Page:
Batgirl is taking a lighter path, but not one without obstacles

The announcement that a new creative team would be taking over DC Comics’ Batgirl was met with an overwhelmingly positive response. While some fans were sad to see well-known writer Gail Simone leave the book, most were thrilled with the lighter direction the series will take.

Writers Brenden Fletcher and Cameron Stewart, artist Babs Tarr, and Batman group editor Mark Doyle already spotted at least one cosplayer sporting their redesigned costume at San Diego Comic-Con. Many of the artists’ tables at the con were selling prints of their own takes on the new look, and by the time the team tried to buy some the art was already sold out. The amount of fan art in particular around this new Batgirl has exploded. The team has received more than 800 fan art submissions to their unofficial TumblrBatgirl of Burnside. While beyond their expectations, the team sees this as proof of the level of enthusiasm for the new direction.

“It’s incredible. I mean, more than anything, it’s validating because this was sort of a controversial way to handle it and change it, and change it from something that was fairly dark and somber and take it 180 degrees the other direction to make it light,” Stewart said. “I think we were all confident it was going to get a good response, but I think we thought maybe it would get more like a golf clap like an ‘Oh, very good, very nice,’ but instead it’s been this tidal wave of support, and it’s incredibly validating.”

Batgirl cosplay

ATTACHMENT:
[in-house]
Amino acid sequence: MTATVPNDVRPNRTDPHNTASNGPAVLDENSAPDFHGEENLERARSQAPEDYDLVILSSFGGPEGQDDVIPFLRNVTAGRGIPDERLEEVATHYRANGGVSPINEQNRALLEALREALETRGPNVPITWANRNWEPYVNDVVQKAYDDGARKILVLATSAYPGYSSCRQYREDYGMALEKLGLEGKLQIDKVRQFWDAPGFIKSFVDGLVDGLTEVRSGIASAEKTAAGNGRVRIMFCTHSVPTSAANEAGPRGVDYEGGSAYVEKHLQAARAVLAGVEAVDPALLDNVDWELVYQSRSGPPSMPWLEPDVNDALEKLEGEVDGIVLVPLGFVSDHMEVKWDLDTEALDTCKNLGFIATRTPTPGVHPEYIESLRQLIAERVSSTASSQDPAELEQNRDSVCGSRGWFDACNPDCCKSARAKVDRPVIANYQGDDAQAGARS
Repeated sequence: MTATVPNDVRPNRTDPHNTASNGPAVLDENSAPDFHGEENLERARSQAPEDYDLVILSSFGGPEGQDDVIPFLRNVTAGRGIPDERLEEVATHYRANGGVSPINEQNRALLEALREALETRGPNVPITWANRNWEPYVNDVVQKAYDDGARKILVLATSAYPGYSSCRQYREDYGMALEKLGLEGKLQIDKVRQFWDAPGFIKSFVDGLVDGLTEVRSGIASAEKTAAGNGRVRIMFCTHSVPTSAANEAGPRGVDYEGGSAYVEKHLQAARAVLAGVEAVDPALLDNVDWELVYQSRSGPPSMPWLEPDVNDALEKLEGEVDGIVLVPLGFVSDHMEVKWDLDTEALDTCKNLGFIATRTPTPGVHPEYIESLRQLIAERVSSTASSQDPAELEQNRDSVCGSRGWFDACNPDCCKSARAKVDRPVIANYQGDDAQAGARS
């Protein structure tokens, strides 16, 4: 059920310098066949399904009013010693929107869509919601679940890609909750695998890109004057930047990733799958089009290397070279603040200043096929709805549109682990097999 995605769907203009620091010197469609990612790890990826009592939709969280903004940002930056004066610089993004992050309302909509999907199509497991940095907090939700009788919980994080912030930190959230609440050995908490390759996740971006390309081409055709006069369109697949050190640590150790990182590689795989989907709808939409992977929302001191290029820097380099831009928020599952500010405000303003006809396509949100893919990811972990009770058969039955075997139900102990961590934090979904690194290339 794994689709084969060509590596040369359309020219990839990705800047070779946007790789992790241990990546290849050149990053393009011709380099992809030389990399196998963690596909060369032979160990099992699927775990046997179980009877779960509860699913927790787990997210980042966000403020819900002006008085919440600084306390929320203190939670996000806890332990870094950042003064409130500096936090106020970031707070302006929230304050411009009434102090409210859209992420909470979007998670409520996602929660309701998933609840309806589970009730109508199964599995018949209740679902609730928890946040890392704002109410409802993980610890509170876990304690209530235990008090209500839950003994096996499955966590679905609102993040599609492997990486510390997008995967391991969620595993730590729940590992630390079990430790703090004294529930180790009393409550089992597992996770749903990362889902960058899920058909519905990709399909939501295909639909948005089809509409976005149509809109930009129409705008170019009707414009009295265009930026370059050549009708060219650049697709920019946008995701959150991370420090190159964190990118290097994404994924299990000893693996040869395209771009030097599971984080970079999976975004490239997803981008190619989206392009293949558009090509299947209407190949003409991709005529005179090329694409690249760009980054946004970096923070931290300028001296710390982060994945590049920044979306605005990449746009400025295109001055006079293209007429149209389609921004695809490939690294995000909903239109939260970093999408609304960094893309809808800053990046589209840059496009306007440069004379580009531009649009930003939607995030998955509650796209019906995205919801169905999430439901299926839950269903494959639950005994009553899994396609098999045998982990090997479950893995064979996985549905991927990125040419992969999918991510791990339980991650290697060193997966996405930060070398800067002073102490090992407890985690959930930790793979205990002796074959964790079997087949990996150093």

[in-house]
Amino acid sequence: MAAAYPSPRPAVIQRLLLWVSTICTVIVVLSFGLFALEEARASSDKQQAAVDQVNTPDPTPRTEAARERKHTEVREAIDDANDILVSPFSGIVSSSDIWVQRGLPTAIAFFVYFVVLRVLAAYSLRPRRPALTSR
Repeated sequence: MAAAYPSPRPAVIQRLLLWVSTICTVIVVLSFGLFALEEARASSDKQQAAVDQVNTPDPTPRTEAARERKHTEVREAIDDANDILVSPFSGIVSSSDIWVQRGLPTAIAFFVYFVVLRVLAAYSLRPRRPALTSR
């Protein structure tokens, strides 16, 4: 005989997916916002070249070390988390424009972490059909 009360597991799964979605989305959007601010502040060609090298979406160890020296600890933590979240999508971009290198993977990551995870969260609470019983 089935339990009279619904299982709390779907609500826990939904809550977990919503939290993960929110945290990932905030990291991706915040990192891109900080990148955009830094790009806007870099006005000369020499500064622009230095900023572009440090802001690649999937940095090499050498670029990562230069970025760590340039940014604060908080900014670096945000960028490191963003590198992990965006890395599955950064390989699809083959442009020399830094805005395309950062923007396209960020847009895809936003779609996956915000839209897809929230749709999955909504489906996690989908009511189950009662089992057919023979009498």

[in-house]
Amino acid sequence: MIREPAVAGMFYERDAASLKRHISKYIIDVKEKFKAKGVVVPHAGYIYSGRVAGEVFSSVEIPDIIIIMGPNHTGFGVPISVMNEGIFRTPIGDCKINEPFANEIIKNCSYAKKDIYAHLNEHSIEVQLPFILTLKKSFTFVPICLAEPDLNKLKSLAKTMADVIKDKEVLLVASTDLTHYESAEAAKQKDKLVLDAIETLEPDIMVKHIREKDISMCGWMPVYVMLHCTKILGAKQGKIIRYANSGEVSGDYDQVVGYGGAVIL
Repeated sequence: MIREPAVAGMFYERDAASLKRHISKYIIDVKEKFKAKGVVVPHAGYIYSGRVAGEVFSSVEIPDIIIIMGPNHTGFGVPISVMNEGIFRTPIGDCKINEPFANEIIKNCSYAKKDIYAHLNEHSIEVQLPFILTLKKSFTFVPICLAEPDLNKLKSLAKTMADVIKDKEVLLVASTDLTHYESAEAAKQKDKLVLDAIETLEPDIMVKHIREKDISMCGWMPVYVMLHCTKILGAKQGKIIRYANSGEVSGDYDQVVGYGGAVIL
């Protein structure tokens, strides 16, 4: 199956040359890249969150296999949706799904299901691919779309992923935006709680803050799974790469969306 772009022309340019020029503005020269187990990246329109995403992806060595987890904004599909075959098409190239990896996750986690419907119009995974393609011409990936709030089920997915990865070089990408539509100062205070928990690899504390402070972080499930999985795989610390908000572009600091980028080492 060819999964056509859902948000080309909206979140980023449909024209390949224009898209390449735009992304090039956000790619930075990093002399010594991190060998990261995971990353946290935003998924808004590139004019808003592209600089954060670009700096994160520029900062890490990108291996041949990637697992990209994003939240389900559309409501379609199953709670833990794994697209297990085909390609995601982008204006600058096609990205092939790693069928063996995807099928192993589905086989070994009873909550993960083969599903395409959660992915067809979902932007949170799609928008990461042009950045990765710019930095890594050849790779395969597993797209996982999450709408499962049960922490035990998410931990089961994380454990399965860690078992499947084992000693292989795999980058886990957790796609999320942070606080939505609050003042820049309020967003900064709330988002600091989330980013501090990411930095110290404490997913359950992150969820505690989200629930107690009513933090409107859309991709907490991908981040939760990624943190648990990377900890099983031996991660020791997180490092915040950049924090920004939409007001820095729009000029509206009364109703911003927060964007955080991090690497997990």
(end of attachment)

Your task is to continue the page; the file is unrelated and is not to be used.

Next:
Photo via Batgirl of Burnside/Tumblr

Batgirl cosplay

Photo via Batgirl of Burnside/Tumblr

Stewart has always wanted to do a light, fun superhero comic so when DC approached him about Batgirl he saw it as a perfect opportunity. The transition from Barbara Gordon’s dark path to a lighter one won’t be easy. Fletcher said there will definitely be barriers to achieving that goal.

“While Babs as a character wants to find a way to have a bit of a bright spot in her life and she thinks this is a solution, of course there are going to be a ton of obstacles. All of these obstacles are just going to help us prove what an incredible indomitable spirit this woman has and how you can’t keep her down. No matter how tough things get she will always persevere,” he explained. “And that includes her ability to smile. She’s not Bruce Wayne, she’s not Batman. This is a woman who’s going to fight the bad guys, defeat evil, and then be able to have a smile on her face.”

Part of Batgirl’s lighter story is a move from Gotham to the neighborhood of Burnside. Leaving Gotham behind means she’ll no longer live with her trans roommate and fan favorite character Alysia Yeoh. Fans quickly voiced concerns about this shift on social media. Stewart said the team is committed to a spirit of inclusion and representation. They feel the world they’re setting Batgirl in has to reflect the real world, which has a diverse social makeup. Fletcher addressed some concerns on Twitter, but he reiterated at Comic-Con that including diverse characters is not about making a statement, but writing honestly about the world.